Civic booster Robert Carillio is quick to silence locals who denigrate his fair city, but walking down Prospect or Euclid Avenue can be a dismal trek for even the most devoted Clevelander. And nowhere is the evidence of the region's economic hits to the chin stronger than along these historic thoroughfares.
Pedestrians hunker into their overcoats against the driving January wind, passing a glum parade of signs quietly announcing "Available" and "For Lease." They pay little attention to the dingy windows and murky interiors, the white shoe polish and plywood facings.
That may be how this movie begins, but Robert Carillio and Joan Smith aim to change how it ends. They are the dynamic duo behind Cleveland Storefront Art, a small but mighty collaborative that has already begun rewriting the script. By filling the windows of vacant downtown storefronts with works of visual art, the pair is crafting a brighter landscape.
Smith, who had left a job last spring, was looking to "do something positive." She soon found herself stepping into the role of Storefront co-founder Vicky Poole, who dropped out of the project to tend other obligations. Considering Smith's personal pet peeve was empty storefronts, it was an ideal fit to say the least.
"It's one of those things that bother you," says Smith of downtown's vacant storefronts. "Kind of like plastic bags in trees." While she admits that getting those irritating blue slips of plastic from branches isn't always possible, filling windows with visual interest is.
Smith describes the process as equal parts networking and housekeeping. "I start cold calling," says the native Clevelander. "I enjoy the puzzle of connecting [vacant] properties with artists and non-profits." From there it's a matter of coordinating installations, helping transport components, and preparing the windows and spaces. "To clean those windows inspires me. To remind people that no job is beneath someone; that it is a means to an end -- a better Cleveland."
Smith's effervescence is matched only by Carillio's unwavering civic pride. The local environmentalist and Cleveland advocate maintains that this town has paid its dues and deserves respect.
"These cities built the country," says Carillio of Rust Belt towns like Cleveland. While restoring self-respect for the North Coast and its denizens may sound a daunting task, the Lakewood resident believes the subtle art of window dressing is a small step that can produce big results.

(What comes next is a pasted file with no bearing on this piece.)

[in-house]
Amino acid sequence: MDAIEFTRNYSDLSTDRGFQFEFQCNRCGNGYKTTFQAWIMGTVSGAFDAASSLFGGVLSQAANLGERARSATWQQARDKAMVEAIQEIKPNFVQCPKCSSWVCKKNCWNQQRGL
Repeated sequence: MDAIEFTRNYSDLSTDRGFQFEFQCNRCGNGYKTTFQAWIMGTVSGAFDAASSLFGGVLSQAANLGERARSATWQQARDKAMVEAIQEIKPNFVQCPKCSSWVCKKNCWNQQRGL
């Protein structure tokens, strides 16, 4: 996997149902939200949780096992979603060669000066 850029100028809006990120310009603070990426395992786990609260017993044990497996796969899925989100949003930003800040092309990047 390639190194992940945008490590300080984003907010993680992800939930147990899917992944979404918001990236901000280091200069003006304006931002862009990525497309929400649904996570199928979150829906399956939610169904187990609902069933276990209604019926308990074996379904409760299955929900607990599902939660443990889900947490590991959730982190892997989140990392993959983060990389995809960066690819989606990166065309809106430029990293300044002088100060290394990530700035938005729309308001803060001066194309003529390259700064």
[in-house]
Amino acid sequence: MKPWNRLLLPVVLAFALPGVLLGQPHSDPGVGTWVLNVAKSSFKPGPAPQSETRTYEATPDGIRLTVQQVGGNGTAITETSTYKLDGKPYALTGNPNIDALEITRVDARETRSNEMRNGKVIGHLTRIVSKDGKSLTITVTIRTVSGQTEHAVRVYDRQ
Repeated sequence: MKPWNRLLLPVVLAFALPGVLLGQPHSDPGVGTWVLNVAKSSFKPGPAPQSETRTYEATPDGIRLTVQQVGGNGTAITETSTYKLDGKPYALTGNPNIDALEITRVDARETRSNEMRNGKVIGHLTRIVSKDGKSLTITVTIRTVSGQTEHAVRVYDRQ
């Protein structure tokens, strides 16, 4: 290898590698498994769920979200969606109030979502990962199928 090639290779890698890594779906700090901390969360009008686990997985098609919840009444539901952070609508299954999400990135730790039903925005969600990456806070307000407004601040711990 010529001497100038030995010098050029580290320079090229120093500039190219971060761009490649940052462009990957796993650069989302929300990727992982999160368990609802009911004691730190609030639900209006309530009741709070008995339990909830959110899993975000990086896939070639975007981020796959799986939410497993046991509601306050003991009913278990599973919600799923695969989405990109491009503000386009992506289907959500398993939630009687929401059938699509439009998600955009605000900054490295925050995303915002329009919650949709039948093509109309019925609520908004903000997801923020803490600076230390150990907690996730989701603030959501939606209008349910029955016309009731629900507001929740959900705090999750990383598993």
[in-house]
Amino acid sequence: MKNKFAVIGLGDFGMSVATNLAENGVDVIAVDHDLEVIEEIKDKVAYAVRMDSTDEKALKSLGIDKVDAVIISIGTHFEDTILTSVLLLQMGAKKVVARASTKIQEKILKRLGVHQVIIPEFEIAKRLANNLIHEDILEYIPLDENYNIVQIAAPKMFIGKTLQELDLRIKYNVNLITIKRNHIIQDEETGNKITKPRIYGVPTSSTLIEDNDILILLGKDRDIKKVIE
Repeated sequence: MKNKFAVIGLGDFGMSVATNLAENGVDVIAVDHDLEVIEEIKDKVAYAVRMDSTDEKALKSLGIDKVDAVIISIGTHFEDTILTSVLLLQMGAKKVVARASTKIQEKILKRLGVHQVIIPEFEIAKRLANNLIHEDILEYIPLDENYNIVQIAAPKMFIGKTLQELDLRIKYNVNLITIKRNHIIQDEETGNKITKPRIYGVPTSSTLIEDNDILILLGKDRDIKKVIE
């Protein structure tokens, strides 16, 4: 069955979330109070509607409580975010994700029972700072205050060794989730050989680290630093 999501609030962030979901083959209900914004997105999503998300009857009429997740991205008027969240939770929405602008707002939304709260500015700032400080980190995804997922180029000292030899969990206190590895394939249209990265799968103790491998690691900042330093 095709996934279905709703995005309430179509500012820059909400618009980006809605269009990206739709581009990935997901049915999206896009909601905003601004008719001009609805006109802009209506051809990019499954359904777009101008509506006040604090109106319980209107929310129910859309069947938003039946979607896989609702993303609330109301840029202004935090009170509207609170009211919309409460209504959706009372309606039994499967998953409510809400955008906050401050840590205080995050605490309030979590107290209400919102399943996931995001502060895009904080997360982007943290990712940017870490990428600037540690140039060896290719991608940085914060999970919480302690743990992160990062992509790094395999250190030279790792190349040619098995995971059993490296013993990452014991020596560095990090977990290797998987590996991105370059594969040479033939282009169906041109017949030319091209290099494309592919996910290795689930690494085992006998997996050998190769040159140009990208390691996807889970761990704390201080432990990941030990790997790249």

Calling it a "win-win-win," he details the benefits of Cleveland Storefront Art. For the city, "it generates a much more vibrant look -- an alive, awake, happening look." Carillio adds that the artists enjoy free public exposure while the property owners get cleaner, more presentable spaces to market. Participation is free. All of Smith's and Carillio's efforts are done on a volunteer basis.
Installations include the Halle Building's "Mosaic Masterpiece," a collaborative effort of 70 artists that merges dozens of painted panels into one large Mona Lisa. Coordinated by Community Artworks, The da Vinci redux evokes the grandeur of Euclid Avenue's heyday.
At the Statler, the ultra-hip "Clevetion Glass" adds a bit of colorful glitter thanks to the Glass Bubble Project. And while there may no longer be platters of pasta puttanesca within the walls of The New York Spaghetti House, the restaurant's diamond-paned windows now shimmer with color and vitality thanks to Smith herself. The vibrantly hued tissue-paper installation, says Smith, is her way of "giving that Hansel and Gretel cottage a hug."
The largest effort to date, however, resides at 811 Prospect Avenue, where a two-story multi-paneled creation seems ripped from the pages of a comic book. That's because it is. The display features "Apama," a Cleveland-based superhero that is the protagonist of local artist Ted Sikora's comic book "Apama: The Undiscovered Animal."
The must-see installation is a feast for the eyes, where the real-world Apama battles streetside blight with ink and lines rather than slings and arrows.
Sikora says that his fictional creation began assisting unsuspecting Clevelanders as soon as he hit the streets.
"Within 15 minutes," reports Sikora, "two rappers came up [to the installation]. One guy started rapping and the other guy videotaped him."
"There's a righteous soul there," says Sikora of his Apama, "and if you're in trouble, that Native American spirit may swoop in and save you."
Saving the whole of downtown may be a tall order, Apama's efforts notwithstanding, but Cleveland Storefront Art is starting here and starting now. And starting to make a difference.
"I'm very pleased with what they came up with down at the 811 Prospect building," says Joe Ditchman of Ostendorf-Morris, the vacant property's owner. "It has stemmed a lot of conversations. And yes, we do have somebody interested in the building."
"It all works out for everybody's benefit," adds Ditchman.
Sounds like what Carillio might call a "win-win-win" situation.
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